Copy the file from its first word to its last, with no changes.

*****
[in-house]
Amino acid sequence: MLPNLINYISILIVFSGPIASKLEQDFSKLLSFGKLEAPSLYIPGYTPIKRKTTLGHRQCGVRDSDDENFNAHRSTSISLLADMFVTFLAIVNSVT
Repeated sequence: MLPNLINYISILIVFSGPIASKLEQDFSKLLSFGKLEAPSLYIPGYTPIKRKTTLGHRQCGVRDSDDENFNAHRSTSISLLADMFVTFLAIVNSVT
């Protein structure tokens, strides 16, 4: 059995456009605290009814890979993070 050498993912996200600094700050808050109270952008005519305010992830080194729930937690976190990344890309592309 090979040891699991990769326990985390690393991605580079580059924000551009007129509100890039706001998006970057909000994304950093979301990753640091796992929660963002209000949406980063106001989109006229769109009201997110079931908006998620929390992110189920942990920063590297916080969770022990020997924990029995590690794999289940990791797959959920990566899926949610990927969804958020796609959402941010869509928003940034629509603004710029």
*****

[in-house]
Amino acid sequence: MLPNLINYISILIVFSGPIASKLEQDFSKLLSFGKLEAPSLYIPGYTPIKRKTTLGHRQCGVRDSDDENFNAHRSTSISLLADMFVTFLAIVNSVT
Repeated sequence: MLPNLINYISILIVFSGPIASKLEQDFSKLLSFGKLEAPSLYIPGYTPIKRKTTLGHRQCGVRDSDDENFNAHRSTSISLLADMFVTFLAIVNSVT
């Protein structure tokens, strides 16, 4: 059995456009605290009814890979993070 050498993912996200600094700050808050109270952008005519305010992830080194729930937690976190990344890309592309 090979040891699991990769326990985390690393991605580079580059924000551009007129509100890039706001998006970057909000994304950093979301990753640091796992929660963002209000949406980063106001989109006229769109009201997110079931908006998620929390992110189920942990920063590297916080969770022990020997924990029995590690794999289940990791797959959920990566899926949610990927969804958020796609959402941010869509928003940034629509603004710029």